For Maryland football Coach Jerry Claiborne, the sweet outweighed the bitter in 1978.
The 9-2 squad on its way to the Dec. 23 Sun Bowl is, in comparison with Claiborne's recent teams, thin on talent. But it is closer to his heart.
"He's really loved this group," said Faye Claiborne, the coach's wife.
The team's two losses stung all the more, precisely because it had been a group that was expected to do nothing but came to feel it could do anything. Before the season, the Terps were picked to finish third in the Atlantic Coast Conference, but after eight games, they were playing for a shot at the national championship.
"Before the season began, to win a national championship sounded like a miracle," said Claiborne. "But when we were 8-0 and getting ready to play Penn State, it was a real possibility. That's why I'm so proud of this team.
"We had some people playing who were really not very good football players, who came through for us. We had to juggle people around, and they didn't complain. This is the type of thing that made our team. It was a gratifying season."
If the first eight victories were especially sweet, the two defeats were distinctly bitter. The 27-3 loss to Penn State showed a national television audience that the Terrapins were struggling to even compete, that they were a dimension away from the likes of the Nittany Lions. It was an embarrassment.
The four-point loss to Clemson was the sadder of the two, however, because it deprived Maryland of an Atlantic Coast Conference title, a probable Orange Bowl bid and some coaching credibility.
A decision to kick a field goal with 1:56 remaining, rather than go for a 17-yard touchdown and a two-point conversion, still nags at the imaginations of Maryland fans, but not at the head coach.
Maryland beat only two teams with winning records (N. C. State and Louisville) but lost only to the No. 1 and No. 7 teams in the nation.
"Considering what we had to start with, I'm very proud of the way they performed," said Claiborne. "The Penn State game was a disappointment, of course, because we didn't play as well as we could have. Penn State was better than we were, man for man.
"But the Clemson game -- after getting that far, a 9-1 record, it really hurt to lose that one. I felt like our strength let us down -- our pass defense and our (whole) defense. Those two long touchdown passes hurt us, but then to also have Clemson take the ball and drive right down the field for the winning touchdown -- I think we lost our poise.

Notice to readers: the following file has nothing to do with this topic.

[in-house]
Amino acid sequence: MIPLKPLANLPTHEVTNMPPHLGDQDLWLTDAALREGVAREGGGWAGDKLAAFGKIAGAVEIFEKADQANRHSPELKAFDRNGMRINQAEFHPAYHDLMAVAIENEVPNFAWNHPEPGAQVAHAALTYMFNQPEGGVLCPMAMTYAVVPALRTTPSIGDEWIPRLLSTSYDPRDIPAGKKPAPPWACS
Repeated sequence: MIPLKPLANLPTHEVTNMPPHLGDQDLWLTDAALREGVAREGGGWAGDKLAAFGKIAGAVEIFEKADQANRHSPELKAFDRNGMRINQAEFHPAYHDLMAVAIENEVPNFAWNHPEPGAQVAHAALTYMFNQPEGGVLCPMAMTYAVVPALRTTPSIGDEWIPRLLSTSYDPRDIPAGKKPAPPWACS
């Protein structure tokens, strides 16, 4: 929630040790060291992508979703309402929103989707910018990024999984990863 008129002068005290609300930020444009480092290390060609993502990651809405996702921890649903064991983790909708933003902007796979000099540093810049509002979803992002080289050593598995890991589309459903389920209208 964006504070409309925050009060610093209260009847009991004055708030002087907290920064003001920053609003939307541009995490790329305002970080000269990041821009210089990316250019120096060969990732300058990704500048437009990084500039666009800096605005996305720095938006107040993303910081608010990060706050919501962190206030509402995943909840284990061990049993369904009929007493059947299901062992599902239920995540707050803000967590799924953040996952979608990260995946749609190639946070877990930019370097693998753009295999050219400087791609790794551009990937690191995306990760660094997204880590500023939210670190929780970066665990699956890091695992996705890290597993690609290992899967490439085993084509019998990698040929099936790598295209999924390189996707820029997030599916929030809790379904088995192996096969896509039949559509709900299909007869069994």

"As for the end of the game -- I didn't even hesitate to kick the field goal and I wouldn't hesitate if I had to do it again. How many people score a touchdown on fourth and 17? I just felt we had a better chance, with three timeouts, to recover the onside kick and move the ball than make a touchdown on fourth and 17 and the twopoint conversion.
"It was not a question of the skill of any of our players. It's just that your chances of scoring in that situation, no matter who your quarterback is, are slim and none. If we'd gotten the ball and scored, I'd be a genius."
Claiborne reflected on the highlights of the season, naming the fourth-quarter come-from-behind rallies in the Louisville and North Carolina games, and the two quick touchdowns in the N. C. State game.
"I still remember, in the North Carolina game, that third-and-23 pass that Timmy (O'Hare) completed, the super catch by Gary Ellis," said Claiborne. "Overall, to lose to the No. 1 and 7 teams is not too bad."
Claiborne votes in the United Press International coaches' poll, and said he voted Maryland either 10th or 11th, ahead of the teams with three losses. A 9-2 record is a pretty lofty mark for a Sun Bowl envoy but Claiborne points out that the Terrapins were not conference champions, and therefore glad to be going to El Paso to face Texas, ranked 14th (AP) and 17th (UPI). Maryland is 12th in UPI and 13th in Associated Press.